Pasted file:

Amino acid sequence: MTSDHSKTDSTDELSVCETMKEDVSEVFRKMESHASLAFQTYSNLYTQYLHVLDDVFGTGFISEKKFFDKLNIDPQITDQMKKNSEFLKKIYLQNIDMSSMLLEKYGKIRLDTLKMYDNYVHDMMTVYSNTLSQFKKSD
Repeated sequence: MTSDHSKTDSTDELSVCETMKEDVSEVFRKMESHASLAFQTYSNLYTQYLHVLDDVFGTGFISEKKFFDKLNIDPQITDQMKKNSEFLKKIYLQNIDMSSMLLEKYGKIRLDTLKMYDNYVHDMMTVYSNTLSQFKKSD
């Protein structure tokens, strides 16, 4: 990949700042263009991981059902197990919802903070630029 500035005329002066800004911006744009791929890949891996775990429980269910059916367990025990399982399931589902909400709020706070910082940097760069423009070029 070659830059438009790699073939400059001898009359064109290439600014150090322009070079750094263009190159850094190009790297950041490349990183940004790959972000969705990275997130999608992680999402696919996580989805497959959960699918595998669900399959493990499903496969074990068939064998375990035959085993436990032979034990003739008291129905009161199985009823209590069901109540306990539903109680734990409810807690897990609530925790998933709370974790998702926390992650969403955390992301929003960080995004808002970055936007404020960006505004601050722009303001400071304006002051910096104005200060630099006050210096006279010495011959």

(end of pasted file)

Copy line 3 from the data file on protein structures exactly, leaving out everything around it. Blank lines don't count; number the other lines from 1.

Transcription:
């Protein structure tokens, strides 16, 4: 990949700042263009991981059902197990919802903070630029 500035005329002066800004911006744009791929890949891996775990429980269910059916367990025990399982399931589902909400709020706070910082940097760069423009070029 070659830059438009790699073939400059001898009359064109290439600014150090322009070079750094263009190159850094190009790297950041490349990183940004790959972000969705990275997130999608992680999402696919996580989805497959959960699918595998669900399959493990499903496969074990068939064998375990035959085993436990032979034990003739008291129905009161199985009823209590069901109540306990539903109680734990409810807690897990609530925790998933709370974790998702926390992650969403955390992301929003960080995004808002970055936007404020960006505004601050722009303001400071304006002051910096104005200060630099006050210096006279010495011959």